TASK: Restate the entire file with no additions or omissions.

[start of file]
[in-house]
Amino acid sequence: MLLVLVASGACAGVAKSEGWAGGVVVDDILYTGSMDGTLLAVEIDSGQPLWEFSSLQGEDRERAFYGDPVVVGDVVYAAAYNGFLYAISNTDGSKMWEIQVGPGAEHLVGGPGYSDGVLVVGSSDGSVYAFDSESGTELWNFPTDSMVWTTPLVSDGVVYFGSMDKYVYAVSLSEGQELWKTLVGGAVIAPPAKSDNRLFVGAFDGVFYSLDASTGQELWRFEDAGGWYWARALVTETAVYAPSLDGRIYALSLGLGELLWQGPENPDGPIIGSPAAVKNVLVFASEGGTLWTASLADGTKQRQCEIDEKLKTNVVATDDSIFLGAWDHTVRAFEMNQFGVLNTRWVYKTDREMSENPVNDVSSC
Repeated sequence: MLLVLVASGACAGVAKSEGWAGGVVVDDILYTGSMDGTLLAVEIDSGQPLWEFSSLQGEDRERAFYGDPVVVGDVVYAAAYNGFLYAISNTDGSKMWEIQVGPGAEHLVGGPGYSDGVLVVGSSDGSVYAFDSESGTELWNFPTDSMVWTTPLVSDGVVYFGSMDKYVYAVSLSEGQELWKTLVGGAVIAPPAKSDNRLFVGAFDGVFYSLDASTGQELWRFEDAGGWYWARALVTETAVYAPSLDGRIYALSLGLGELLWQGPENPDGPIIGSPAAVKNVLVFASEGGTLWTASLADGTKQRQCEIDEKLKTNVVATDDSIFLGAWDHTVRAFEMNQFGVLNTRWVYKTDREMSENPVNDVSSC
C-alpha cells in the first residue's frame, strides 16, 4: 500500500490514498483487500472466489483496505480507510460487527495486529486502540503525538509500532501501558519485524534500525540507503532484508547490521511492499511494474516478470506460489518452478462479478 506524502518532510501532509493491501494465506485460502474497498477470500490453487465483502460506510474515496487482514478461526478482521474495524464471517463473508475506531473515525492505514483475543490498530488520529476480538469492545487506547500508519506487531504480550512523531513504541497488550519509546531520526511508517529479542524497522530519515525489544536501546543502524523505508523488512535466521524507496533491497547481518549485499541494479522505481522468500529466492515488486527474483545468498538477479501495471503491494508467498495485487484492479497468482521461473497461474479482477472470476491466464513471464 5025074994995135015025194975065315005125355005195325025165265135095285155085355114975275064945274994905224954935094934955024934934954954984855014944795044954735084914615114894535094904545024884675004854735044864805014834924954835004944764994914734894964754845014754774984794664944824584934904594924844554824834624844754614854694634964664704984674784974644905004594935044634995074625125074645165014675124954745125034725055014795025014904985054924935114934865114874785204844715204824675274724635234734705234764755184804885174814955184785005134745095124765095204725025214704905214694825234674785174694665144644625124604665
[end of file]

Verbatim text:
[in-house]
Amino acid sequence: MLLVLVASGACAGVAKSEGWAGGVVVDDILYTGSMDGTLLAVEIDSGQPLWEFSSLQGEDRERAFYGDPVVVGDVVYAAAYNGFLYAISNTDGSKMWEIQVGPGAEHLVGGPGYSDGVLVVGSSDGSVYAFDSESGTELWNFPTDSMVWTTPLVSDGVVYFGSMDKYVYAVSLSEGQELWKTLVGGAVIAPPAKSDNRLFVGAFDGVFYSLDASTGQELWRFEDAGGWYWARALVTETAVYAPSLDGRIYALSLGLGELLWQGPENPDGPIIGSPAAVKNVLVFASEGGTLWTASLADGTKQRQCEIDEKLKTNVVATDDSIFLGAWDHTVRAFEMNQFGVLNTRWVYKTDREMSENPVNDVSSC
Repeated sequence: MLLVLVASGACAGVAKSEGWAGGVVVDDILYTGSMDGTLLAVEIDSGQPLWEFSSLQGEDRERAFYGDPVVVGDVVYAAAYNGFLYAISNTDGSKMWEIQVGPGAEHLVGGPGYSDGVLVVGSSDGSVYAFDSESGTELWNFPTDSMVWTTPLVSDGVVYFGSMDKYVYAVSLSEGQELWKTLVGGAVIAPPAKSDNRLFVGAFDGVFYSLDASTGQELWRFEDAGGWYWARALVTETAVYAPSLDGRIYALSLGLGELLWQGPENPDGPIIGSPAAVKNVLVFASEGGTLWTASLADGTKQRQCEIDEKLKTNVVATDDSIFLGAWDHTVRAFEMNQFGVLNTRWVYKTDREMSENPVNDVSSC
C-alpha cells in the first residue's frame, strides 16, 4: 500500500490514498483487500472466489483496505480507510460487527495486529486502540503525538509500532501501558519485524534500525540507503532484508547490521511492499511494474516478470506460489518452478462479478 506524502518532510501532509493491501494465506485460502474497498477470500490453487465483502460506510474515496487482514478461526478482521474495524464471517463473508475506531473515525492505514483475543490498530488520529476480538469492545487506547500508519506487531504480550512523531513504541497488550519509546531520526511508517529479542524497522530519515525489544536501546543502524523505508523488512535466521524507496533491497547481518549485499541494479522505481522468500529466492515488486527474483545468498538477479501495471503491494508467498495485487484492479497468482521461473497461474479482477472470476491466464513471464 5025074994995135015025194975065315005125355005195325025165265135095285155085355114975275064945274994905224954935094934955024934934954954984855014944795044954735084914615114894535094904545024884675004854735044864805014834924954835004944764994914734894964754845014754774984794664944824584934904594924844554824834624844754614854694634964664704984674784974644905004594935044634995074625125074645165014675124954745125034725055014795025014904985054924935114934865114874785204844715204824675274724635234734705234764755184804885174814955184785005134745095124765095204725025214704905214694825234674785174694665144644625124604665